Space food in progress: appetizing foods for long-term gastronauts

Love and passion comes through the stomach. With this in mind, a team of scientists with the NASA-funded Hawaii Space Exploration Analogue and Simulation project (HI-SEAS) is working to develop more appetizing and healthy foods for long-term space travel, as space agencies prepare to send astronauts on two-to-three year missions to Mars.

In March 2013, a select six “gastronauts” will put their culinary skills to the test in a 120-day space simulation located on a “stark” volcanic mountain in Hawaii, HI-SEAS co-leader Kimberly Binsted told national geographic.

“They’re living and working in a small space—about 1,000 square feet and only going outside in mock-up space suits. They won’t have any real-time communications, due to the time it takes a signal to get between Mars and Earth. Each click on the Internet will take 20 minutes!”  she says about the the challenging conditions.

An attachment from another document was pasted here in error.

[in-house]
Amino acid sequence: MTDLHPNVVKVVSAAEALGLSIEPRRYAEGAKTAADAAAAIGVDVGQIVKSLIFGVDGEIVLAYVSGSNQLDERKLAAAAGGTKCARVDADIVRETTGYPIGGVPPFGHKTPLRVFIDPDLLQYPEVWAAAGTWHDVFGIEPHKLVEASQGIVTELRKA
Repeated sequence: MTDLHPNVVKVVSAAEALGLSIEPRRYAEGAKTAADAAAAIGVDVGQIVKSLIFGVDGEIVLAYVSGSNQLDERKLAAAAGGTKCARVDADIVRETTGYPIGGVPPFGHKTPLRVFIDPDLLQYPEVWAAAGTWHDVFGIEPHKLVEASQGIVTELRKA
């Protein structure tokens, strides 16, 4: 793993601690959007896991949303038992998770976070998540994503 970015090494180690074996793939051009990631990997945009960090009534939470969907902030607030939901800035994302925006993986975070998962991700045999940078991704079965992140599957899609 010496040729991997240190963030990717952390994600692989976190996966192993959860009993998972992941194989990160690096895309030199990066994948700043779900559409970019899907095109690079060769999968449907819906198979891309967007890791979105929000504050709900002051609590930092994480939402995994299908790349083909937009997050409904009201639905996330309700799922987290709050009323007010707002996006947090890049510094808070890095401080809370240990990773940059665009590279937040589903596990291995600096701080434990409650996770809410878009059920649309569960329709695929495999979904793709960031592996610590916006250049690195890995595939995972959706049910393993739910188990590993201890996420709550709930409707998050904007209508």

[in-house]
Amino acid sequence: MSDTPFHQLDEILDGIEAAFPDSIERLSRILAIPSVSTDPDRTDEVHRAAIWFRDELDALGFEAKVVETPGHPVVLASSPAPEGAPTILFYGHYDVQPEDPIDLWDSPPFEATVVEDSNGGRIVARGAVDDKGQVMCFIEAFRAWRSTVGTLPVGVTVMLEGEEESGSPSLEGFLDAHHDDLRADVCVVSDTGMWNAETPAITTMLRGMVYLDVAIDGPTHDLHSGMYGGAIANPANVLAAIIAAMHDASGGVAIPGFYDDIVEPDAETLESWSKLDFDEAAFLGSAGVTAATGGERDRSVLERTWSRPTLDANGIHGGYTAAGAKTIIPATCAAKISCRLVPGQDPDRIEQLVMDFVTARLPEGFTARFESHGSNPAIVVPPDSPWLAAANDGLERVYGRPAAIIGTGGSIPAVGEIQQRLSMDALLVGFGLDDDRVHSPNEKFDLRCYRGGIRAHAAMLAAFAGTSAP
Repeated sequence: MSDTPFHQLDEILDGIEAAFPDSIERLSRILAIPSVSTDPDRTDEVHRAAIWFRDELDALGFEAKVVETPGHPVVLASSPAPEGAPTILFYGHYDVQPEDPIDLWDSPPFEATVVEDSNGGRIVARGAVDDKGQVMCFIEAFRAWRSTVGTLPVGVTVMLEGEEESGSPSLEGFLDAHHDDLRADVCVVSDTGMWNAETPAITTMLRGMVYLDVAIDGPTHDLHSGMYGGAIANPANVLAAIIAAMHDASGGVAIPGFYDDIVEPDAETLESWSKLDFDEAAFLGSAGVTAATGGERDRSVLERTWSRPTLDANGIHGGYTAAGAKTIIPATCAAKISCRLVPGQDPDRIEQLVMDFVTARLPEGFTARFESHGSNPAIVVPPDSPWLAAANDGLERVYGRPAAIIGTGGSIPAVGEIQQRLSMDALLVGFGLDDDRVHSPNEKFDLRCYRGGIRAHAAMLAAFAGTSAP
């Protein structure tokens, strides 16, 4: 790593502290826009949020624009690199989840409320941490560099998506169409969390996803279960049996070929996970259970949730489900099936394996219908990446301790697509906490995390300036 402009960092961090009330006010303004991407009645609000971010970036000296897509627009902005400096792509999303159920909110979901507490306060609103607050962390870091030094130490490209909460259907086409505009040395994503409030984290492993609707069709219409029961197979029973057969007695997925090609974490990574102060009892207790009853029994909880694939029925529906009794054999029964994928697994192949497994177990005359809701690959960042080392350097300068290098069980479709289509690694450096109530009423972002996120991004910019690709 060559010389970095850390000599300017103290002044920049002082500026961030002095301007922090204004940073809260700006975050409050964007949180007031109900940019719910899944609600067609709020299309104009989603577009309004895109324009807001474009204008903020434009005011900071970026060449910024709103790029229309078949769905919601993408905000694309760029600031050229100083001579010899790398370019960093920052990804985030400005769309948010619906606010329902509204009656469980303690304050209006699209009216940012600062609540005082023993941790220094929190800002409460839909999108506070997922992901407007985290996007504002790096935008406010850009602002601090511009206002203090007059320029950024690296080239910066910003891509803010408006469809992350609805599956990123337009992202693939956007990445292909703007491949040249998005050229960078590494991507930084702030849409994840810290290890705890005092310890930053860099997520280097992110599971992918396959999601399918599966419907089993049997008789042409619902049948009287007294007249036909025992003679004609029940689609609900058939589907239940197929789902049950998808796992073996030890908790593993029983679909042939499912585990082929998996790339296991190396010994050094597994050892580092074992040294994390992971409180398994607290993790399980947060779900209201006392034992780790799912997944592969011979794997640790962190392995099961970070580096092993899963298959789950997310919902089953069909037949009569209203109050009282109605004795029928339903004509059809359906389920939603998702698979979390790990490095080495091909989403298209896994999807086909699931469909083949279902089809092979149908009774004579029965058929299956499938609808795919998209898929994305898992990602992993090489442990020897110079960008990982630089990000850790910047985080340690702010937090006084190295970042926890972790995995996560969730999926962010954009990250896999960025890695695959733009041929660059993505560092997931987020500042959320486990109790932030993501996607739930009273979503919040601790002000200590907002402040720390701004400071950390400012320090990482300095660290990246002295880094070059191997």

“They will have a very limited water supply, allowing only a couple of ‘Navy showers’ per week. And of course, all the food will be shelf-stable—mostly freeze-dried.”

HI-SEAS is funded for its first season of operation by a grant from the NASA Human Research Program, for research focusing on new forms of food and new food preparation strategies for long-term space exploration.

This first space mission will involve six astronaut-like (in terms of education, experience, and attitude) crewmembers living under Mars-exploration conditions (e.g. with communication latencies and blackouts, in close quarters, under strict water-use rules etc.). The crew has been selected from over 700 applicants.

The public will have the chance to participate too. Later in 2012, the HI-SEAS team will post on its website all the ingredients available to the crew, and ask people to suggest new recipes.